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From: Spencer Scheer
Date: April 5, 2022
To: All SLG Clients and Affiliates:
Subject: Bad Case for Debt Collector Servicers: You can be Liable for Sanctions Along with Your Attorney. What you Should Do to Protect Yourself.
This following is a bad case for both creditor counsel and their clients. This particular judge is well known for unilaterally taking action to punish creditors that he perceives are overreaching or flaunting the bankruptcy automatic stay and/or discharge injunction. The underlying facts were that the creditor proceeded on a wage garnishment in violation of automatic stay (11 USC §362) and discharge injunction (11 USC §524).
This is what the judge held in the case of In re LeGrand (Bankr. E.D. Cal., Mar. 29, 2022, No. 19-21198-C-7) 2022 WL 962316, at *1 :
“The question is what must a nationwide servicer of defaulted credit accounts show to dodge “represented party” liability for Rule 9011(b) violations committed by its local collection law firm? The answer is: establish, implement, and police an effective program of supervision of local counsel. After awarding stay violation damages for postpetition wage garnishments (In re LeGrand, 612 B.R. 604 (Bankr. E.D. Cal. 2020)), there remained the problem of factually and legally frivolous briefs and arguments and whether corrective measures should extend to the client of the offending local counsel.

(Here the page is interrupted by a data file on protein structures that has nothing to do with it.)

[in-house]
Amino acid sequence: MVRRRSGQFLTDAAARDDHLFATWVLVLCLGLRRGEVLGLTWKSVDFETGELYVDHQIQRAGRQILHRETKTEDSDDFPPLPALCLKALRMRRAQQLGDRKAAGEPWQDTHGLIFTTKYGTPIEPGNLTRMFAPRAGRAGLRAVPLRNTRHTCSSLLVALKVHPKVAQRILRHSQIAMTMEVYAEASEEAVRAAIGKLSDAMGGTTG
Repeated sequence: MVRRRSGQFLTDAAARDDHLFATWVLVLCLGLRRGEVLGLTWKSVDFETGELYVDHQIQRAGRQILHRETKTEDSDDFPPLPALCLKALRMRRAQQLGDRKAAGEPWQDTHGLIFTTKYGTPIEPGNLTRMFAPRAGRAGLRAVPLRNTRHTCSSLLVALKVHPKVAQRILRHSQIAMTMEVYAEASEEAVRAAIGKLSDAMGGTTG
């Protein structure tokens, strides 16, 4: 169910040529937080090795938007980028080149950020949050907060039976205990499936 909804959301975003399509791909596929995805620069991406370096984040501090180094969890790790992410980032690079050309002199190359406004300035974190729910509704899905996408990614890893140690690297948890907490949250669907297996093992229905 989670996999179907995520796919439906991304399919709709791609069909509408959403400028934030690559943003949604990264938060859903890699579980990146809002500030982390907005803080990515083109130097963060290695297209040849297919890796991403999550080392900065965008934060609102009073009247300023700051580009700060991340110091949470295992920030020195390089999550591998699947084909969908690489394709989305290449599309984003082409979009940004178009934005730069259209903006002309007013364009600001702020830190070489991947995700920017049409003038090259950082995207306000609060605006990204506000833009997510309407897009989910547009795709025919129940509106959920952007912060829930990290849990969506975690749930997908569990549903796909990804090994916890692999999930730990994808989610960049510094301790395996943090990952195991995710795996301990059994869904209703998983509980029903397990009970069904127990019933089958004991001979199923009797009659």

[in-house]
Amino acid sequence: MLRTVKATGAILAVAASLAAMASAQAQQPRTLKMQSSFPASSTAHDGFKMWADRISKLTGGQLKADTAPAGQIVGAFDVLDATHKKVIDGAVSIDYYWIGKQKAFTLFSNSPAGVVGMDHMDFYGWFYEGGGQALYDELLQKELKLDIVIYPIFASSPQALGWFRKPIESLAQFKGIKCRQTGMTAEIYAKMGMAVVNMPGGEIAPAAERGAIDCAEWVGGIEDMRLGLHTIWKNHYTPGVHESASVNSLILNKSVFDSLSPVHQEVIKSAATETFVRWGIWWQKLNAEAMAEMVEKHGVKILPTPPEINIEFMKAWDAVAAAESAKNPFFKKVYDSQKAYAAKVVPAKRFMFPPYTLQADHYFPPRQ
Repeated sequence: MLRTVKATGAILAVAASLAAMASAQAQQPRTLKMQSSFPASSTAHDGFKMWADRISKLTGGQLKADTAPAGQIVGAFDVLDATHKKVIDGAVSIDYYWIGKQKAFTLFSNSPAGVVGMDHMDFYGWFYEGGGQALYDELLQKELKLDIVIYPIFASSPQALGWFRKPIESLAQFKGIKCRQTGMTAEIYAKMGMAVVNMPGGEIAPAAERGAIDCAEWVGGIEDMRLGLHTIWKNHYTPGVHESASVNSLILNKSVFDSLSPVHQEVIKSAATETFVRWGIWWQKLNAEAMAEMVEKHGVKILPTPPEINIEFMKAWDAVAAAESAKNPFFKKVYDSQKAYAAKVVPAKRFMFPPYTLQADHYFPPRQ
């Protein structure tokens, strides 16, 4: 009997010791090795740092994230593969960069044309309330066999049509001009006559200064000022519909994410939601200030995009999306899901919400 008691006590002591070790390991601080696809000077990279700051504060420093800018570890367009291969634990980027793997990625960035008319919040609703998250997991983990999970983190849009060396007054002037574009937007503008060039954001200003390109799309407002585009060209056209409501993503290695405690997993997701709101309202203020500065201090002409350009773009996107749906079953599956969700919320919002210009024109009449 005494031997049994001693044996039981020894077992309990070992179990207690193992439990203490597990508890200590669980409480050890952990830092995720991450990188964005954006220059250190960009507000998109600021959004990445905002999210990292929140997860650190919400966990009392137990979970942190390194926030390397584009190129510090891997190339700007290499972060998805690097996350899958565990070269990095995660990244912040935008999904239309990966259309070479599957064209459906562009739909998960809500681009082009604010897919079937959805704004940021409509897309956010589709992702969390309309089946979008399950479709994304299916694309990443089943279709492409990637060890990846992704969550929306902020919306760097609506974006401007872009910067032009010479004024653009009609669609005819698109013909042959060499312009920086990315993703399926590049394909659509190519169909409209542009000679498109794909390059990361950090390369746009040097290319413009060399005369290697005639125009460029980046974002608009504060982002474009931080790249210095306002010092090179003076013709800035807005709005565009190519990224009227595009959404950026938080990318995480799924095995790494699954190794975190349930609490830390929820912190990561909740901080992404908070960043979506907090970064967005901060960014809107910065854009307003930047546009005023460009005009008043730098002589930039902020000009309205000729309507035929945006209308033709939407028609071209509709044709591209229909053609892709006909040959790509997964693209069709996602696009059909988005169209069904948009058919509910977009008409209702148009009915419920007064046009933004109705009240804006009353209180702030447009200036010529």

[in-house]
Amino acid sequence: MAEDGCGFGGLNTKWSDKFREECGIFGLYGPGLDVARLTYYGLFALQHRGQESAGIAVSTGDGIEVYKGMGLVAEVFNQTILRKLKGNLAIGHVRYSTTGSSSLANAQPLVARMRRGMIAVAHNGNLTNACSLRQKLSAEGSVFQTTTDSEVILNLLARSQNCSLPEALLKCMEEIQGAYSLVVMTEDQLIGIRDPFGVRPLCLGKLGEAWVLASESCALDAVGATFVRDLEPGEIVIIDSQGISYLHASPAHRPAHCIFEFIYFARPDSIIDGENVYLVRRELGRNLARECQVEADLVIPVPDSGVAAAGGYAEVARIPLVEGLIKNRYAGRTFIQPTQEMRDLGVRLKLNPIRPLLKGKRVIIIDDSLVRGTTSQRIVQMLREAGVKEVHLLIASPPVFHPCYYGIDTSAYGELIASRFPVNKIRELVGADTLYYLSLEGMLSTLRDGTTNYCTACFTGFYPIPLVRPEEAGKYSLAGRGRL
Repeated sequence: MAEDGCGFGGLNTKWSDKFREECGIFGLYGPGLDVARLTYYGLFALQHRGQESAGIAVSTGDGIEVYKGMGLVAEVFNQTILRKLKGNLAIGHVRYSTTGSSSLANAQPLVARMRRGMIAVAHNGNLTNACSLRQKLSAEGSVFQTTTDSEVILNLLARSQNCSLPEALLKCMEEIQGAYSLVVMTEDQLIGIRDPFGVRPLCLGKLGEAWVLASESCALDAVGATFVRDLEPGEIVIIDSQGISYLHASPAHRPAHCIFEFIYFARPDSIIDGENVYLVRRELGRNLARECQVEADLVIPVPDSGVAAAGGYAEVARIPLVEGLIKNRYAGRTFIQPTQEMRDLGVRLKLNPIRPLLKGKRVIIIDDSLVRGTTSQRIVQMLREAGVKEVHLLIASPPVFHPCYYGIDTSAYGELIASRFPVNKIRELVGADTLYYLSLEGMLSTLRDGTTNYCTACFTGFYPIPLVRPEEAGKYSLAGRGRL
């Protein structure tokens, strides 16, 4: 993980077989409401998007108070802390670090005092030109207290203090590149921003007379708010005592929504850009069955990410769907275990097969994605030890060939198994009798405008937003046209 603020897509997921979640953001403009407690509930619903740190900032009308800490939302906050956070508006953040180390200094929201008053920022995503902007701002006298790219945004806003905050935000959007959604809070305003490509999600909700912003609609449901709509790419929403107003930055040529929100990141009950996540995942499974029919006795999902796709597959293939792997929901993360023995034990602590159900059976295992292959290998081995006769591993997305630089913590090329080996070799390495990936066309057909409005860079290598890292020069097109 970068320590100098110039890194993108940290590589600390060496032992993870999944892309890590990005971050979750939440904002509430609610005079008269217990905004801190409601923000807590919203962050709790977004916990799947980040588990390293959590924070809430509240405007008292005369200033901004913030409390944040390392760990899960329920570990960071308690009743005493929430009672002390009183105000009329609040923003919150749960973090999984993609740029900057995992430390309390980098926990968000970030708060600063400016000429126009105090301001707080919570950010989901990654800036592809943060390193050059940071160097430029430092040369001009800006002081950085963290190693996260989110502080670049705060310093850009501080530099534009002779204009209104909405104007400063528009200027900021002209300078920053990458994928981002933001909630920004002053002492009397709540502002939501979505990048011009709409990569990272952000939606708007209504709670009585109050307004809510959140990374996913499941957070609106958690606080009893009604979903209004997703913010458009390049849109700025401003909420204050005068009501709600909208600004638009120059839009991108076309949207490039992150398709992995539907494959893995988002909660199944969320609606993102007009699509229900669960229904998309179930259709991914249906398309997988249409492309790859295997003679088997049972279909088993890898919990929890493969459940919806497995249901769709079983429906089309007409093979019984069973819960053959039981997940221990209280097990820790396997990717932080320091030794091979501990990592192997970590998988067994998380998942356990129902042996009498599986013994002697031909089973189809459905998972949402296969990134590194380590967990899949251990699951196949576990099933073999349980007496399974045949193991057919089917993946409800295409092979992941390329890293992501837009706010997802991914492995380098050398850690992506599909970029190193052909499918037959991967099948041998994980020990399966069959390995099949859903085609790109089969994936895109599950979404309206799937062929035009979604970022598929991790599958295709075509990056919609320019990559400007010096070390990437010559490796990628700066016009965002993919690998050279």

What is also worth noting is that the judge issued sanctions on his own initiative.
The Moral of the Story: If you are a creditor and don’t want to be on the hook for stay or discharge violations actions taken by your counsel, or at least want to be able to assert that you did not participate in such unlawful actions, you should have and implement written policies governing what actions cannot or should not be taken by counsel. Then, you should monitor what your counsel is doing